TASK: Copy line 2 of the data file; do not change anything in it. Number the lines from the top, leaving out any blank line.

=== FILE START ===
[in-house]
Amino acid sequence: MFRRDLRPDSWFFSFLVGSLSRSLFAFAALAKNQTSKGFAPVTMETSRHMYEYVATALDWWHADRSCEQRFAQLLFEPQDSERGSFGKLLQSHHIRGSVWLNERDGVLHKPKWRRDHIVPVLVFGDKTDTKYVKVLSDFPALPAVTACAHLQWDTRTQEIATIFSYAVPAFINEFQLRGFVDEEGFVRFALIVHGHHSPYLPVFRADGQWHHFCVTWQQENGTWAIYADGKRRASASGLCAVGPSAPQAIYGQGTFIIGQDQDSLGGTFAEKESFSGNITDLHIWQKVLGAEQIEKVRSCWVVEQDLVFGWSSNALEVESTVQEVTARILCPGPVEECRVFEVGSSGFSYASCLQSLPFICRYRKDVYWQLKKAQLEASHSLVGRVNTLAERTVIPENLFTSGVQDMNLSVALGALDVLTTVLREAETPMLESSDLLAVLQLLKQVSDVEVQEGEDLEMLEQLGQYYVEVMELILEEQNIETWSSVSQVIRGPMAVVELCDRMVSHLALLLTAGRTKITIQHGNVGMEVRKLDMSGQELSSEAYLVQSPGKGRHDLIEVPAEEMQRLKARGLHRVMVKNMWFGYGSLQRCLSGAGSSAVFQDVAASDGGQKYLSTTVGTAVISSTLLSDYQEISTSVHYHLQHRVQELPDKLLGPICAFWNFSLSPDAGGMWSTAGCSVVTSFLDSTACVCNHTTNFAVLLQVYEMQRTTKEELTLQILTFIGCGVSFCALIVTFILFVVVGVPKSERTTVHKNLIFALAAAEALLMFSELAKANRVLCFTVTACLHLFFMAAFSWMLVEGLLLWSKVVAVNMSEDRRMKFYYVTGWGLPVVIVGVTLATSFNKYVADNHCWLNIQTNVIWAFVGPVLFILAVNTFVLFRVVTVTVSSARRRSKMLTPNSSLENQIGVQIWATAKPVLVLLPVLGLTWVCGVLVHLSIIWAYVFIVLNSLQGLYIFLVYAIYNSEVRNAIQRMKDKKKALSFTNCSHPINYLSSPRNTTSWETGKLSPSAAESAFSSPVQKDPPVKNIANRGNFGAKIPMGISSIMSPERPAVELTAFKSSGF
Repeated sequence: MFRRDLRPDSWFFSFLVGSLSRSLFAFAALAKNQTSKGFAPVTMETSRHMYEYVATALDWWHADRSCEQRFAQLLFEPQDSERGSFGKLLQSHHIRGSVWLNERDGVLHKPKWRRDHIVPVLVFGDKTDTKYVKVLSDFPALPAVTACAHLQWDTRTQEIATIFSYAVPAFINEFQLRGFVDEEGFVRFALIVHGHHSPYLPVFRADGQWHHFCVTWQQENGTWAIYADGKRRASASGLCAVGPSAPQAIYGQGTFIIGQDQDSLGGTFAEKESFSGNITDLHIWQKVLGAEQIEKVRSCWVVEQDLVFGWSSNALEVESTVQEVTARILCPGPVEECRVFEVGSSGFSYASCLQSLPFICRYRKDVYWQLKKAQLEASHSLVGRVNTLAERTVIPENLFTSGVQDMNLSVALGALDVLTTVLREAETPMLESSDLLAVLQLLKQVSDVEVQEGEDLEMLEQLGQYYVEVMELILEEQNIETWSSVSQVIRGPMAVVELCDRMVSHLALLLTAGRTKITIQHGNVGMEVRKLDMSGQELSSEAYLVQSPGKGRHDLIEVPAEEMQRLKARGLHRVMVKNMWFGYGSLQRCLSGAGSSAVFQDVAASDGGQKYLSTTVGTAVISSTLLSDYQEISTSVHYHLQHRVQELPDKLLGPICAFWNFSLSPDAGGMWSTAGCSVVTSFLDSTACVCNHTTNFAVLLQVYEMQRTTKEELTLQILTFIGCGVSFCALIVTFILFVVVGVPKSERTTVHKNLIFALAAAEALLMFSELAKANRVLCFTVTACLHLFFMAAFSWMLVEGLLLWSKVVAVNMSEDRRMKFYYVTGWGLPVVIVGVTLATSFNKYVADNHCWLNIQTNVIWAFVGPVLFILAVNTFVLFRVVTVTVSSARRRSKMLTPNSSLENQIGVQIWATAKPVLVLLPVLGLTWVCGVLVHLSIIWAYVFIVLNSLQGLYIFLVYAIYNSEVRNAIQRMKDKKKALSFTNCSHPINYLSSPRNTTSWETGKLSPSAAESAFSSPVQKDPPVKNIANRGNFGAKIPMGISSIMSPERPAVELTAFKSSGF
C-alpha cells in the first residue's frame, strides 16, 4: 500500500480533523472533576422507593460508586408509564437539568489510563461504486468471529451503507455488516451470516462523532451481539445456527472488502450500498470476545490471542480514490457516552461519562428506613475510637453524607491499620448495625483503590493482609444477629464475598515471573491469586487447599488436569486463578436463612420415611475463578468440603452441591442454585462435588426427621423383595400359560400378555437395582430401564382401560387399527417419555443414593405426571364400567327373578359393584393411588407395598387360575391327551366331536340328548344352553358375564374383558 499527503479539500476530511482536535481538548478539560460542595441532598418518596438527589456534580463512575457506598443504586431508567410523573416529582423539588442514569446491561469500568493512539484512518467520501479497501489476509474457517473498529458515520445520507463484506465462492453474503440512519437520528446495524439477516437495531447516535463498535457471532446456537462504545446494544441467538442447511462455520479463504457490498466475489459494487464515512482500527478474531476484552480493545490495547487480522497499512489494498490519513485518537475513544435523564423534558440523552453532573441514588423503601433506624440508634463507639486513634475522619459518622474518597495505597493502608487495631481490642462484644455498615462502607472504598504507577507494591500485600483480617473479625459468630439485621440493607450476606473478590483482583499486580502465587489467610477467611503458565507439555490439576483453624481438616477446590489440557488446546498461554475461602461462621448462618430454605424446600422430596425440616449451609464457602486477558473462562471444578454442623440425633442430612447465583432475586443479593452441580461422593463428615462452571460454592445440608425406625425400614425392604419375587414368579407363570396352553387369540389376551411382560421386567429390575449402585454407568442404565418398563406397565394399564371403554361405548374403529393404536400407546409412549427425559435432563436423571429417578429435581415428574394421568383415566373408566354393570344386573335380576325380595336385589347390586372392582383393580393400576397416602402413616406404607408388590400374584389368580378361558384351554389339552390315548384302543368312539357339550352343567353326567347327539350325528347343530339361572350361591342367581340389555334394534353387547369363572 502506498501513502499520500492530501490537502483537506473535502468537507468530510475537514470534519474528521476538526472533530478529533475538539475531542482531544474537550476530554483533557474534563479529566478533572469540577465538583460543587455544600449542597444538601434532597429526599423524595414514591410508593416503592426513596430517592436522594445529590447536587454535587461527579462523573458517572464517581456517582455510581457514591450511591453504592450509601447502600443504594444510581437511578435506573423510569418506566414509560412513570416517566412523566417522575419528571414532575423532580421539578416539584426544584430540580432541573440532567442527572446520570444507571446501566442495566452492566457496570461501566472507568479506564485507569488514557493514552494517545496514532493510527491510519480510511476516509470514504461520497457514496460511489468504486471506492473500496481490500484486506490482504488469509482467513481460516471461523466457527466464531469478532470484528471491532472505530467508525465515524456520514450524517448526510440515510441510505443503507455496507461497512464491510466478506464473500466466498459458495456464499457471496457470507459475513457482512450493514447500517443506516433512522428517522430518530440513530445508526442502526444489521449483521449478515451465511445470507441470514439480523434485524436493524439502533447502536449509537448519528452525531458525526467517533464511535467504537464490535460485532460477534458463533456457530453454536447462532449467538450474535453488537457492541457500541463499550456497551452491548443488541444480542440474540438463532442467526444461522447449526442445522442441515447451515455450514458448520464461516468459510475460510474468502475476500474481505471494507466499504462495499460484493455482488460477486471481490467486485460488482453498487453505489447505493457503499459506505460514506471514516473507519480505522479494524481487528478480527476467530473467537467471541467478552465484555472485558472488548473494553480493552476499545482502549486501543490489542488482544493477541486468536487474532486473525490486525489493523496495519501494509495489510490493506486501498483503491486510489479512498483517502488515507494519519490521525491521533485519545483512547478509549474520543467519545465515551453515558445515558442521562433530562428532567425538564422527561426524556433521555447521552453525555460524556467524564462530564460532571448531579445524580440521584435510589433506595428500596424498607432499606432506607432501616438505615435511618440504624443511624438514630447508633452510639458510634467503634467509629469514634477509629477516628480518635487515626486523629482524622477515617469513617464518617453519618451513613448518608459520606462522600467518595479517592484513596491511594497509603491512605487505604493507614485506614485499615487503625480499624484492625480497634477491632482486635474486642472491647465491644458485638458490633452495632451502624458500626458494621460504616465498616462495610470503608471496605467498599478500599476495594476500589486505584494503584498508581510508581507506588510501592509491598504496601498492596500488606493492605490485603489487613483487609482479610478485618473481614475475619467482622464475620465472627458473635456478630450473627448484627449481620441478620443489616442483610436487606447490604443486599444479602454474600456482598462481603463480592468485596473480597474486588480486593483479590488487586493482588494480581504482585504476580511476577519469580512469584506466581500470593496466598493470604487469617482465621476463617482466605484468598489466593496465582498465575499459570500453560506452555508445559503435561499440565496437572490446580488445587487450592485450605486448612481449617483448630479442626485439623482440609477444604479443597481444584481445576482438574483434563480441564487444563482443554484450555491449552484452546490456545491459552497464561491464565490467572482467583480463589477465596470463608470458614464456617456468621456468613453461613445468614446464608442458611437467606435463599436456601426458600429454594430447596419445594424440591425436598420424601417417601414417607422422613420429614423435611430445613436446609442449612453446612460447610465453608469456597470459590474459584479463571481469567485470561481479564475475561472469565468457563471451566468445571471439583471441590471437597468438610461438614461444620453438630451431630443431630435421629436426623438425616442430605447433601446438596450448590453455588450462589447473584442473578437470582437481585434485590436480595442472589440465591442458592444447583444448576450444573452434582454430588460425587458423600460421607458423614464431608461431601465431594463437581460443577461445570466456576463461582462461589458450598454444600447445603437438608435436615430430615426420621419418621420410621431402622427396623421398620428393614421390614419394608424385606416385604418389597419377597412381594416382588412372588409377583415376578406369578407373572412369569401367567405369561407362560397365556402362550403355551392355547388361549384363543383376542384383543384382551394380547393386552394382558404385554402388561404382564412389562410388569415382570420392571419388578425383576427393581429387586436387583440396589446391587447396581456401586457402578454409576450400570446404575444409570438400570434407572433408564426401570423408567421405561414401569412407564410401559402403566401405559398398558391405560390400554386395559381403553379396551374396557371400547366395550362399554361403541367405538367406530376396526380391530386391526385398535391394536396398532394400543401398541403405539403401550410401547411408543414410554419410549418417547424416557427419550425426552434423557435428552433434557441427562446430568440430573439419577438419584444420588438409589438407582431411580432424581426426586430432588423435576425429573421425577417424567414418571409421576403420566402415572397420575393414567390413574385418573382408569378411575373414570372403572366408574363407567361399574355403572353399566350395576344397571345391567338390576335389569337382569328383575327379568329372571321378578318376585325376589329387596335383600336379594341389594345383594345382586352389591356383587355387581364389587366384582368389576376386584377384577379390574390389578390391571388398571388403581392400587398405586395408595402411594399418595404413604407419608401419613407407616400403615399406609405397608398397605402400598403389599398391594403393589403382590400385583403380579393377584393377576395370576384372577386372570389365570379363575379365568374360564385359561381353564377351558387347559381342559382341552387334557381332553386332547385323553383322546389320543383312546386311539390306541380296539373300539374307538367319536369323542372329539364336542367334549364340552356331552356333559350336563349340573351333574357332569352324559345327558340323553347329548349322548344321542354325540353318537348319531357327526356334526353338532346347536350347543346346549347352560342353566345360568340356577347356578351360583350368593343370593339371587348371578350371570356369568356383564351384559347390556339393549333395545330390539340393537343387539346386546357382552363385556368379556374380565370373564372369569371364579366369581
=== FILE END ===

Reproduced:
Amino acid sequence: MFRRDLRPDSWFFSFLVGSLSRSLFAFAALAKNQTSKGFAPVTMETSRHMYEYVATALDWWHADRSCEQRFAQLLFEPQDSERGSFGKLLQSHHIRGSVWLNERDGVLHKPKWRRDHIVPVLVFGDKTDTKYVKVLSDFPALPAVTACAHLQWDTRTQEIATIFSYAVPAFINEFQLRGFVDEEGFVRFALIVHGHHSPYLPVFRADGQWHHFCVTWQQENGTWAIYADGKRRASASGLCAVGPSAPQAIYGQGTFIIGQDQDSLGGTFAEKESFSGNITDLHIWQKVLGAEQIEKVRSCWVVEQDLVFGWSSNALEVESTVQEVTARILCPGPVEECRVFEVGSSGFSYASCLQSLPFICRYRKDVYWQLKKAQLEASHSLVGRVNTLAERTVIPENLFTSGVQDMNLSVALGALDVLTTVLREAETPMLESSDLLAVLQLLKQVSDVEVQEGEDLEMLEQLGQYYVEVMELILEEQNIETWSSVSQVIRGPMAVVELCDRMVSHLALLLTAGRTKITIQHGNVGMEVRKLDMSGQELSSEAYLVQSPGKGRHDLIEVPAEEMQRLKARGLHRVMVKNMWFGYGSLQRCLSGAGSSAVFQDVAASDGGQKYLSTTVGTAVISSTLLSDYQEISTSVHYHLQHRVQELPDKLLGPICAFWNFSLSPDAGGMWSTAGCSVVTSFLDSTACVCNHTTNFAVLLQVYEMQRTTKEELTLQILTFIGCGVSFCALIVTFILFVVVGVPKSERTTVHKNLIFALAAAEALLMFSELAKANRVLCFTVTACLHLFFMAAFSWMLVEGLLLWSKVVAVNMSEDRRMKFYYVTGWGLPVVIVGVTLATSFNKYVADNHCWLNIQTNVIWAFVGPVLFILAVNTFVLFRVVTVTVSSARRRSKMLTPNSSLENQIGVQIWATAKPVLVLLPVLGLTWVCGVLVHLSIIWAYVFIVLNSLQGLYIFLVYAIYNSEVRNAIQRMKDKKKALSFTNCSHPINYLSSPRNTTSWETGKLSPSAAESAFSSPVQKDPPVKNIANRGNFGAKIPMGISSIMSPERPAVELTAFKSSGF